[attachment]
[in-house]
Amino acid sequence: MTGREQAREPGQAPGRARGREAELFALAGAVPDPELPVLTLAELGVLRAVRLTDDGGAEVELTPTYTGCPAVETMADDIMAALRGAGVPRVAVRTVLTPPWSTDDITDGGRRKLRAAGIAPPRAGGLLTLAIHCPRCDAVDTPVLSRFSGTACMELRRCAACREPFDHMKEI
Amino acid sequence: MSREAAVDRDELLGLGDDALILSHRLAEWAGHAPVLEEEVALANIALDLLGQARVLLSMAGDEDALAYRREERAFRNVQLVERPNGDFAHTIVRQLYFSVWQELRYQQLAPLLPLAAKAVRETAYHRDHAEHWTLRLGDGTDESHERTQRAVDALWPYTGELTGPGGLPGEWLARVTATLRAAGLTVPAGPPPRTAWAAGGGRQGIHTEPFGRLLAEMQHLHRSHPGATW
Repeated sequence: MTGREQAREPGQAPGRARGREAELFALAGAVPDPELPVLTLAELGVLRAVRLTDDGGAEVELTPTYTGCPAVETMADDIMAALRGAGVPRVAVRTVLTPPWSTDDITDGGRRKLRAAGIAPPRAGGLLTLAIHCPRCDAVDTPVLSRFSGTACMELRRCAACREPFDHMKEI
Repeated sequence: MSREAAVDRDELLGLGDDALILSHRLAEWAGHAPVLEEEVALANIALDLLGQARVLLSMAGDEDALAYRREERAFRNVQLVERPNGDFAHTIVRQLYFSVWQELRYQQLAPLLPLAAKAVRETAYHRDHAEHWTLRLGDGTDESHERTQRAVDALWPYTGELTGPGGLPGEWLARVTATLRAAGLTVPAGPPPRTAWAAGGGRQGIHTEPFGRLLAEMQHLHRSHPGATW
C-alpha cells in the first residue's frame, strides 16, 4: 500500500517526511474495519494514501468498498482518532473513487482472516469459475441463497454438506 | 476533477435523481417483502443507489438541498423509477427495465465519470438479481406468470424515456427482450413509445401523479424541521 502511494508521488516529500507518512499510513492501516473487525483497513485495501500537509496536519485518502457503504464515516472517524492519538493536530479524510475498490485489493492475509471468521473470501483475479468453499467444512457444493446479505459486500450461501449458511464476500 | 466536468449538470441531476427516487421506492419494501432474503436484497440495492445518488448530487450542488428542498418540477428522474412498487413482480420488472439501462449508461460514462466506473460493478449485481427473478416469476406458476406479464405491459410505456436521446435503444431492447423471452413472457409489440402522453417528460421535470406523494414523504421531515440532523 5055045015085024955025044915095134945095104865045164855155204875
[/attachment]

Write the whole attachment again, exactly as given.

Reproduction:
[in-house]
Amino acid sequence: MTGREQAREPGQAPGRARGREAELFALAGAVPDPELPVLTLAELGVLRAVRLTDDGGAEVELTPTYTGCPAVETMADDIMAALRGAGVPRVAVRTVLTPPWSTDDITDGGRRKLRAAGIAPPRAGGLLTLAIHCPRCDAVDTPVLSRFSGTACMELRRCAACREPFDHMKEI
Amino acid sequence: MSREAAVDRDELLGLGDDALILSHRLAEWAGHAPVLEEEVALANIALDLLGQARVLLSMAGDEDALAYRREERAFRNVQLVERPNGDFAHTIVRQLYFSVWQELRYQQLAPLLPLAAKAVRETAYHRDHAEHWTLRLGDGTDESHERTQRAVDALWPYTGELTGPGGLPGEWLARVTATLRAAGLTVPAGPPPRTAWAAGGGRQGIHTEPFGRLLAEMQHLHRSHPGATW
Repeated sequence: MTGREQAREPGQAPGRARGREAELFALAGAVPDPELPVLTLAELGVLRAVRLTDDGGAEVELTPTYTGCPAVETMADDIMAALRGAGVPRVAVRTVLTPPWSTDDITDGGRRKLRAAGIAPPRAGGLLTLAIHCPRCDAVDTPVLSRFSGTACMELRRCAACREPFDHMKEI
Repeated sequence: MSREAAVDRDELLGLGDDALILSHRLAEWAGHAPVLEEEVALANIALDLLGQARVLLSMAGDEDALAYRREERAFRNVQLVERPNGDFAHTIVRQLYFSVWQELRYQQLAPLLPLAAKAVRETAYHRDHAEHWTLRLGDGTDESHERTQRAVDALWPYTGELTGPGGLPGEWLARVTATLRAAGLTVPAGPPPRTAWAAGGGRQGIHTEPFGRLLAEMQHLHRSHPGATW
C-alpha cells in the first residue's frame, strides 16, 4: 500500500517526511474495519494514501468498498482518532473513487482472516469459475441463497454438506 | 476533477435523481417483502443507489438541498423509477427495465465519470438479481406468470424515456427482450413509445401523479424541521 502511494508521488516529500507518512499510513492501516473487525483497513485495501500537509496536519485518502457503504464515516472517524492519538493536530479524510475498490485489493492475509471468521473470501483475479468453499467444512457444493446479505459486500450461501449458511464476500 | 466536468449538470441531476427516487421506492419494501432474503436484497440495492445518488448530487450542488428542498418540477428522474412498487413482480420488472439501462449508461460514462466506473460493478449485481427473478416469476406458476406479464405491459410505456436521446435503444431492447423471452413472457409489440402522453417528460421535470406523494414523504421531515440532523 5055045015085024955025044915095134945095104865045164855155204875